Integrating signals from multiple receptors allows cells to interpret the physiological context in which a signal is received. Here we describe a mechanism for receptor crosstalk in which receptor-induced increases in actin dynamics lower the threshold for signalling by another receptor. We show that the Toll-like receptor ligands lipopolysaccharide and CpG DNA, which are conserved microbial molecules, enhance signalling by the B-cell antigen receptor (BCR) by activating the actin-severing protein cofilin. Single-particle tracking reveals that increased severing of actin filaments reduces the spatial confinement of the BCR within the plasma membrane and increases BCR mobility. This allows more frequent collisions between BCRs and greater signalling in response to low densities of membrane-bound antigen. These findings implicate actin dynamics as a means of tuning receptor signalling and as a mechanism by which B cells distinguish inert antigens from those that are accompanied by indicators of microbial infection.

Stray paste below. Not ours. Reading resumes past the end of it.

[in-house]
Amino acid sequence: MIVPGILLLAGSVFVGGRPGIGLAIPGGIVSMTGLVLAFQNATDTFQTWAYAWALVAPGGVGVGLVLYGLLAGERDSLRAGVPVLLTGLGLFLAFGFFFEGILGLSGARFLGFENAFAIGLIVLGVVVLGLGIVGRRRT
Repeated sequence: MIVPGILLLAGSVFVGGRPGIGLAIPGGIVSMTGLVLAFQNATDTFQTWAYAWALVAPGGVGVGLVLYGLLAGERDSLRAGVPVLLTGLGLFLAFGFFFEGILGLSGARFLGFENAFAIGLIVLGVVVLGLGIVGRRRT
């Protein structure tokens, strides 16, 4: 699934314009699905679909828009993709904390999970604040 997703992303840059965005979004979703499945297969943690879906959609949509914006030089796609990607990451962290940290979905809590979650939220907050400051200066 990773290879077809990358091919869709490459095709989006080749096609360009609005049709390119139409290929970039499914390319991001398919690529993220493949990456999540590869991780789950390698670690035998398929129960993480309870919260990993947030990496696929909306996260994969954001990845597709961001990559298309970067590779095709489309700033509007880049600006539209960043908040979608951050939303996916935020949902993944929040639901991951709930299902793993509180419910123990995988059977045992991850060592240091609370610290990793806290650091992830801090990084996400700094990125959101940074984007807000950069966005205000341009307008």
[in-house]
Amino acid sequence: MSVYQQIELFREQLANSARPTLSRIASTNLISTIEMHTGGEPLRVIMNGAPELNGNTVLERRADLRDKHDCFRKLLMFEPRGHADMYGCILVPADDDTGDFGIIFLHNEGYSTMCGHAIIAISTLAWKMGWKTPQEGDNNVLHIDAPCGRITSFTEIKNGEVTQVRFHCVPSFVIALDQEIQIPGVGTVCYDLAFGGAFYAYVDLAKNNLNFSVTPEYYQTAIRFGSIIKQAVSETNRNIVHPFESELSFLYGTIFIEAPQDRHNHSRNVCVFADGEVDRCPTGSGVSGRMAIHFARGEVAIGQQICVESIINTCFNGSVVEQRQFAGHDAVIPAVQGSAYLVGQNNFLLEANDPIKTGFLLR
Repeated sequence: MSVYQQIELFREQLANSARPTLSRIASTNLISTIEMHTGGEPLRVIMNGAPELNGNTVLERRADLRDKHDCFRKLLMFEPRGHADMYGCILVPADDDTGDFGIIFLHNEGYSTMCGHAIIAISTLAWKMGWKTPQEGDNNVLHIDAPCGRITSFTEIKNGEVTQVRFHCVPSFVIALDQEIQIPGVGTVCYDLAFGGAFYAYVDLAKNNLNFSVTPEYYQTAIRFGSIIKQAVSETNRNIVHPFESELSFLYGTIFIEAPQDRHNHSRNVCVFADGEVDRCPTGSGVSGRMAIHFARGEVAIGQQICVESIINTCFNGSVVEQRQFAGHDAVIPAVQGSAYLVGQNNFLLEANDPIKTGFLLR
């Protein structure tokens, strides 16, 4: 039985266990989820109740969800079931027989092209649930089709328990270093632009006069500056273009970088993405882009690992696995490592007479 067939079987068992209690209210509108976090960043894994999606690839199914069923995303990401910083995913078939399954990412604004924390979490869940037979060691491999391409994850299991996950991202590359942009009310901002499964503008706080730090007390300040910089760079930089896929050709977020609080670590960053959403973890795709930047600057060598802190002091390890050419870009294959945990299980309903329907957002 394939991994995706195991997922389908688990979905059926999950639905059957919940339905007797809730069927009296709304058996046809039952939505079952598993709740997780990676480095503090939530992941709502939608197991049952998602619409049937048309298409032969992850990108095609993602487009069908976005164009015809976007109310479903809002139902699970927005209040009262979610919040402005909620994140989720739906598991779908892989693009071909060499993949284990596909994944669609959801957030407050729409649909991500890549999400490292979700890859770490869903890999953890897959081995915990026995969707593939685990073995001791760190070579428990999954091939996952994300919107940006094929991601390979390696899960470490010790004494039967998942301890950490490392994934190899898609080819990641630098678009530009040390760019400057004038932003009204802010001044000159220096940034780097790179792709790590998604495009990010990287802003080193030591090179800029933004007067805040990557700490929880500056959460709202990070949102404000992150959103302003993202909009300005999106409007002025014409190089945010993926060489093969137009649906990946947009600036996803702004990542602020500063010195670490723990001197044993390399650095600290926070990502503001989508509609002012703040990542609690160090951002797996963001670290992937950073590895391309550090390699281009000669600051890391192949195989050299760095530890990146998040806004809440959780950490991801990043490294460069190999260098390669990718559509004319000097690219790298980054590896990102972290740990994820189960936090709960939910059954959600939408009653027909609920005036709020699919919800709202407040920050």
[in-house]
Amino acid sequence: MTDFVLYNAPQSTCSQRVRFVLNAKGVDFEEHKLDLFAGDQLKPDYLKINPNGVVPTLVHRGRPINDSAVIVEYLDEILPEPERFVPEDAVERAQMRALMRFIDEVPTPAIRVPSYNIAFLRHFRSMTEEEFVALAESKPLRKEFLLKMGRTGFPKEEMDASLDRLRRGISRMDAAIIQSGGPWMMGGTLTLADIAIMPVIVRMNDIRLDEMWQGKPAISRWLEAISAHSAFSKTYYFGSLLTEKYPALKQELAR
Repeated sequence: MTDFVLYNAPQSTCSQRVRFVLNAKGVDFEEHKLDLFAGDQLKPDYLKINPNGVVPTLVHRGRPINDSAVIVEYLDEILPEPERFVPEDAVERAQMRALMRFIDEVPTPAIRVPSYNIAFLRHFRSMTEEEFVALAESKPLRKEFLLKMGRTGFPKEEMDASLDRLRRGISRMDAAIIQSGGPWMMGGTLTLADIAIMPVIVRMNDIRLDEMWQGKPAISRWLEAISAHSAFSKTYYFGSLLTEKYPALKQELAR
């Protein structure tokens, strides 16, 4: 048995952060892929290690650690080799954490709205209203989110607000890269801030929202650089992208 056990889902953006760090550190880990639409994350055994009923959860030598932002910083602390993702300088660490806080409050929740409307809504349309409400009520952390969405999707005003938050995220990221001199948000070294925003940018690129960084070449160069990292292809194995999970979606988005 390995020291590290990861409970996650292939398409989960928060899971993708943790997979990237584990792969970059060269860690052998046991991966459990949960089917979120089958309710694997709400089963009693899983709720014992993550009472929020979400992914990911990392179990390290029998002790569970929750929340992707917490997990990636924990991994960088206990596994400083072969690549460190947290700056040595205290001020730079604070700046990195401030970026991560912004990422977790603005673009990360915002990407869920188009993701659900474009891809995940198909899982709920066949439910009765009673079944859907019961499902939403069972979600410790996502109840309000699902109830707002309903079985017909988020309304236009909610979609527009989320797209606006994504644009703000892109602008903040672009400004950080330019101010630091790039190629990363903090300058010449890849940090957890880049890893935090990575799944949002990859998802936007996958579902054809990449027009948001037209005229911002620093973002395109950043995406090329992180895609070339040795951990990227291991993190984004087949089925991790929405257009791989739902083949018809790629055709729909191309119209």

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http://dx.doi.org/10.1038/ncomms7168DOI Listing
http://www.ncbi.nlm.nih.gov/pmc/articles/PMC4327415PMC
February 2015

Cytoskeletal confinement of CX3CL1 limits its susceptibility to proteolytic cleavage by ADAM10.

Mol Biol Cell 2014 Dec 24;25(24):3884-99. Epub 2014 Sep 24.

Program in Cell Biology, Hospital for Sick Children, Toronto, ON M5G 1X8, Canada Institute of Medical Science, University of Toronto, Toronto, ON M5S 1A8, Canada Department of Paediatrics, University of Toronto, Toronto, ON M5S 2J7, Canada